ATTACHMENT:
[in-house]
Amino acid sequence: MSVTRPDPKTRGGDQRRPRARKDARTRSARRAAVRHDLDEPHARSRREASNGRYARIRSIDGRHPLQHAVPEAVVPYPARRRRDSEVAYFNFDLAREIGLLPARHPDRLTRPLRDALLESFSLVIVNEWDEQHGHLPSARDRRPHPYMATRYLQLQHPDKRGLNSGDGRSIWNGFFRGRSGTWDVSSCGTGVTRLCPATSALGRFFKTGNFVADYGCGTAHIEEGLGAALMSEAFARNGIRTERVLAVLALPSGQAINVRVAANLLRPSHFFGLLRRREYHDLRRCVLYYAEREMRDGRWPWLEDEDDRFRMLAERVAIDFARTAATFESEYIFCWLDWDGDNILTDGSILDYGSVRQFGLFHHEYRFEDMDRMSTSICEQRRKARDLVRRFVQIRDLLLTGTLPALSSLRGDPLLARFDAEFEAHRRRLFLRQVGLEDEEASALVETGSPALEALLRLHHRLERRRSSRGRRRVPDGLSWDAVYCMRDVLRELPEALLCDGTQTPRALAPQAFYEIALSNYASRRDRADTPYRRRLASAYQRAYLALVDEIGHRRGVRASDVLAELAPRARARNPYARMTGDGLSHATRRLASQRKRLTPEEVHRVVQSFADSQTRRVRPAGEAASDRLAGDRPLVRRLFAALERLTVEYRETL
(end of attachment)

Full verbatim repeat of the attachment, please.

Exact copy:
[in-house]
Amino acid sequence: MSVTRPDPKTRGGDQRRPRARKDARTRSARRAAVRHDLDEPHARSRREASNGRYARIRSIDGRHPLQHAVPEAVVPYPARRRRDSEVAYFNFDLAREIGLLPARHPDRLTRPLRDALLESFSLVIVNEWDEQHGHLPSARDRRPHPYMATRYLQLQHPDKRGLNSGDGRSIWNGFFRGRSGTWDVSSCGTGVTRLCPATSALGRFFKTGNFVADYGCGTAHIEEGLGAALMSEAFARNGIRTERVLAVLALPSGQAINVRVAANLLRPSHFFGLLRRREYHDLRRCVLYYAEREMRDGRWPWLEDEDDRFRMLAERVAIDFARTAATFESEYIFCWLDWDGDNILTDGSILDYGSVRQFGLFHHEYRFEDMDRMSTSICEQRRKARDLVRRFVQIRDLLLTGTLPALSSLRGDPLLARFDAEFEAHRRRLFLRQVGLEDEEASALVETGSPALEALLRLHHRLERRRSSRGRRRVPDGLSWDAVYCMRDVLRELPEALLCDGTQTPRALAPQAFYEIALSNYASRRDRADTPYRRRLASAYQRAYLALVDEIGHRRGVRASDVLAELAPRARARNPYARMTGDGLSHATRRLASQRKRLTPEEVHRVVQSFADSQTRRVRPAGEAASDRLAGDRPLVRRLFAALERLTVEYRETL